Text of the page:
BusinessBusiness RecoveryMPs ramp up pressure over BDO’s Rover probe fees

MPs ramp up pressure over BDO's Rover probe fees

The escalating costs of the MG Rover investigation will be discussed in parliament today, as the political fallout from the soaring costs of the investigation grows

MG Rover

Lib Dem shadow minister for business Lorely Burt has written to the business
minister John Hutton asking why the enquiry is taking so long. Burt hopes to
bring the matter up with the minister today in the Commons.

Accountancy Age revealed earlier this month that nearly three years
on, the Rover investigation has cost taxpayers more than £11m. This includes
£95,094 on hotel costs, with a further £29,279 on subsistence, and expenses of
the investigators of the BDO Stoy Hayward team, whom the Department of Trade
& Industry appointed to lead the inquiry.

A spokesman for Burt said she intended to remind Hutton of a minister’s
fiduciary duty to get good value for public money.

Commons select committee for business chairman Peter Luff has pledged to ask
questions around Rover and said his committee would launch an ‘investigation
into the investigation’ if DBERR failed to provide satisfactory answers.

The move raises the prospect that BDO investigators, including Gervase
MacGregor, could be called to answer questions about their spending at a select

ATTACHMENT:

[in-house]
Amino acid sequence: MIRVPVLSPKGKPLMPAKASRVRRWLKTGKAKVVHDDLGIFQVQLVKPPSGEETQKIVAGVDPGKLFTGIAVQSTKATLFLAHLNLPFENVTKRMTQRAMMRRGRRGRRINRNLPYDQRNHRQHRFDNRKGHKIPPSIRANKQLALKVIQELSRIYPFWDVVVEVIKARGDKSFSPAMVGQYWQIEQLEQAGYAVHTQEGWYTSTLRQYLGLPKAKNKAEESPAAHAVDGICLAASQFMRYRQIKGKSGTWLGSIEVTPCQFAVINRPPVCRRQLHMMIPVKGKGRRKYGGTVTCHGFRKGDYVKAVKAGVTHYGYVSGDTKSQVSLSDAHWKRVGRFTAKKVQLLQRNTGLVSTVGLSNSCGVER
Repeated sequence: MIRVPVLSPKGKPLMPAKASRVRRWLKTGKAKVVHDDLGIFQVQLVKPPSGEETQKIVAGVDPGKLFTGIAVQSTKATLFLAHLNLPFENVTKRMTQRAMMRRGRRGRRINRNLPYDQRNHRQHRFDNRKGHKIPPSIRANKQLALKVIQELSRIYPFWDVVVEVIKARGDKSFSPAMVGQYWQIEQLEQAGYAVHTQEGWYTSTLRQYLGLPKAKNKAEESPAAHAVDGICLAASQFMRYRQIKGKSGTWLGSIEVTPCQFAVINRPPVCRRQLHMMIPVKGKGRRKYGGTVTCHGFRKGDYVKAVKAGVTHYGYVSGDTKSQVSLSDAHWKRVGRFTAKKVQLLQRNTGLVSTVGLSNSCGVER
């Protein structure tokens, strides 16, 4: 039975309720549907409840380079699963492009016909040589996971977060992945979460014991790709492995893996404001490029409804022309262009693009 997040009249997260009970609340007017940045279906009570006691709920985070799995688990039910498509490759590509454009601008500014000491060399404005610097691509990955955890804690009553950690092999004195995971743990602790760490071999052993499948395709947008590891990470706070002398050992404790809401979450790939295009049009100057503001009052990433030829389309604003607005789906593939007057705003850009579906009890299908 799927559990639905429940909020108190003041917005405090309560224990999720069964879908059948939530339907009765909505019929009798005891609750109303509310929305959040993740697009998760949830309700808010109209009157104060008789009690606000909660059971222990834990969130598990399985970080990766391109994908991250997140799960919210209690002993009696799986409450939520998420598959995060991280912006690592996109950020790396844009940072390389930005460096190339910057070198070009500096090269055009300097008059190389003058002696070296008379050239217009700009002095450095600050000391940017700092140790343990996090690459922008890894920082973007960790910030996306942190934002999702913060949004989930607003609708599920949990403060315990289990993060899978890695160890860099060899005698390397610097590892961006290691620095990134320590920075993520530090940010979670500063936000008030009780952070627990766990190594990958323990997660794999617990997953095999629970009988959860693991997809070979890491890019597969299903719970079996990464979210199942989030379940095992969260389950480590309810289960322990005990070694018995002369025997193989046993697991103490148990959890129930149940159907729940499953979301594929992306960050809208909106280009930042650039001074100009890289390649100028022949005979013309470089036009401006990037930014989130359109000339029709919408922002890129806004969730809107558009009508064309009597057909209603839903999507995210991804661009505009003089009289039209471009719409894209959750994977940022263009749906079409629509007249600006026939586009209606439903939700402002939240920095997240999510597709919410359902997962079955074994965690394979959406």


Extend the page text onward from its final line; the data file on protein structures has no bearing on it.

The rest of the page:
committee grilling at Westminster.

Committee member and Labour MP Lindsay Hoyle said an inquiry could be
requested once the investigation is complete.

‘We have to have them in to explain why it has been taking so long. The
committee has shown a keen interest in the car industry and the people
investigating it should have some answers for us,’ Hoyle said.

Julie Kirkbride, a Tory committee member, said she would support an inquiry.
‘It is hard to justify why it should take so long and cost so much money. On the
other hand, there is no control from the taxpayers over the level of fees racked
up during the enquiry.

‘This is a good case for looking at the proportionality, reasonableness and
accountability in the setting up of these enquiries,’ Kirkbride said.

DBERR declined to comment.

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